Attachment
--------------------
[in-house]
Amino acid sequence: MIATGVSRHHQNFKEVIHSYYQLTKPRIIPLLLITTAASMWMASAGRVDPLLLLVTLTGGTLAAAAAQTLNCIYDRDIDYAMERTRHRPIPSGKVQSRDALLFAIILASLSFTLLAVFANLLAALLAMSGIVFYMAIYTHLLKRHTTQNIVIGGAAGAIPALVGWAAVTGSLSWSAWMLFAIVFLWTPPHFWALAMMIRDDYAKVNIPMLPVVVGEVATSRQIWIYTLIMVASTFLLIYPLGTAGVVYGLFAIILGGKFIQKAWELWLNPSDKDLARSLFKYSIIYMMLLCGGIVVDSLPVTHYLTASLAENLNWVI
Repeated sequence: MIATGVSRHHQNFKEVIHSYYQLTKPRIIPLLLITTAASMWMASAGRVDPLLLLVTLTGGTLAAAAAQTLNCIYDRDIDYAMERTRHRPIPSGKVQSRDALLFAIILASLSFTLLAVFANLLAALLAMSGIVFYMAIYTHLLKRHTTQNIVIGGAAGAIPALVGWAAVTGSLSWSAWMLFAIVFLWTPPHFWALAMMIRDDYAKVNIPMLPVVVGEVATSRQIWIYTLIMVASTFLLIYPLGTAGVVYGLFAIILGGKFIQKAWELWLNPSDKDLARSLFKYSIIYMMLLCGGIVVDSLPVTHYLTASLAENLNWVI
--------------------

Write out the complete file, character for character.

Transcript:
[in-house]
Amino acid sequence: MIATGVSRHHQNFKEVIHSYYQLTKPRIIPLLLITTAASMWMASAGRVDPLLLLVTLTGGTLAAAAAQTLNCIYDRDIDYAMERTRHRPIPSGKVQSRDALLFAIILASLSFTLLAVFANLLAALLAMSGIVFYMAIYTHLLKRHTTQNIVIGGAAGAIPALVGWAAVTGSLSWSAWMLFAIVFLWTPPHFWALAMMIRDDYAKVNIPMLPVVVGEVATSRQIWIYTLIMVASTFLLIYPLGTAGVVYGLFAIILGGKFIQKAWELWLNPSDKDLARSLFKYSIIYMMLLCGGIVVDSLPVTHYLTASLAENLNWVI
Repeated sequence: MIATGVSRHHQNFKEVIHSYYQLTKPRIIPLLLITTAASMWMASAGRVDPLLLLVTLTGGTLAAAAAQTLNCIYDRDIDYAMERTRHRPIPSGKVQSRDALLFAIILASLSFTLLAVFANLLAALLAMSGIVFYMAIYTHLLKRHTTQNIVIGGAAGAIPALVGWAAVTGSLSWSAWMLFAIVFLWTPPHFWALAMMIRDDYAKVNIPMLPVVVGEVATSRQIWIYTLIMVASTFLLIYPLGTAGVVYGLFAIILGGKFIQKAWELWLNPSDKDLARSLFKYSIIYMMLLCGGIVVDSLPVTHYLTASLAENLNWVI